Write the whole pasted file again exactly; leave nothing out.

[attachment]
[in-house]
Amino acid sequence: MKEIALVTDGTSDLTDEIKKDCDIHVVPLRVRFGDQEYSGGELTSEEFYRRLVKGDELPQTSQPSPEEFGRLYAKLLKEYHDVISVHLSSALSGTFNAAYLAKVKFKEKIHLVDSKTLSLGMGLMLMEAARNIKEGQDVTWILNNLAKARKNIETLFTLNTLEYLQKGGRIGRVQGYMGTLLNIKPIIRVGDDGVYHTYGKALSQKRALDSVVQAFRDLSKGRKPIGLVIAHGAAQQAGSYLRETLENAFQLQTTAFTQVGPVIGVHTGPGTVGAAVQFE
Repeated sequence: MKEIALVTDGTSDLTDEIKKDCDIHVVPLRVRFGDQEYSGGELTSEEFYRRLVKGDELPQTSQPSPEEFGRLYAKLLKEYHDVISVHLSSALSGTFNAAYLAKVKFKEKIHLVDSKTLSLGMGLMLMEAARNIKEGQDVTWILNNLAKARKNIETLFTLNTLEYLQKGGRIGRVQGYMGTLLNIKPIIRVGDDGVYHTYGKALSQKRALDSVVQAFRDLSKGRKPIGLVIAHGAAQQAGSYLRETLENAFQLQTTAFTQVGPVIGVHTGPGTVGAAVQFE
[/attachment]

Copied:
[in-house]
Amino acid sequence: MKEIALVTDGTSDLTDEIKKDCDIHVVPLRVRFGDQEYSGGELTSEEFYRRLVKGDELPQTSQPSPEEFGRLYAKLLKEYHDVISVHLSSALSGTFNAAYLAKVKFKEKIHLVDSKTLSLGMGLMLMEAARNIKEGQDVTWILNNLAKARKNIETLFTLNTLEYLQKGGRIGRVQGYMGTLLNIKPIIRVGDDGVYHTYGKALSQKRALDSVVQAFRDLSKGRKPIGLVIAHGAAQQAGSYLRETLENAFQLQTTAFTQVGPVIGVHTGPGTVGAAVQFE
Repeated sequence: MKEIALVTDGTSDLTDEIKKDCDIHVVPLRVRFGDQEYSGGELTSEEFYRRLVKGDELPQTSQPSPEEFGRLYAKLLKEYHDVISVHLSSALSGTFNAAYLAKVKFKEKIHLVDSKTLSLGMGLMLMEAARNIKEGQDVTWILNNLAKARKNIETLFTLNTLEYLQKGGRIGRVQGYMGTLLNIKPIIRVGDDGVYHTYGKALSQKRALDSVVQAFRDLSKGRKPIGLVIAHGAAQQAGSYLRETLENAFQLQTTAFTQVGPVIGVHTGPGTVGAAVQFE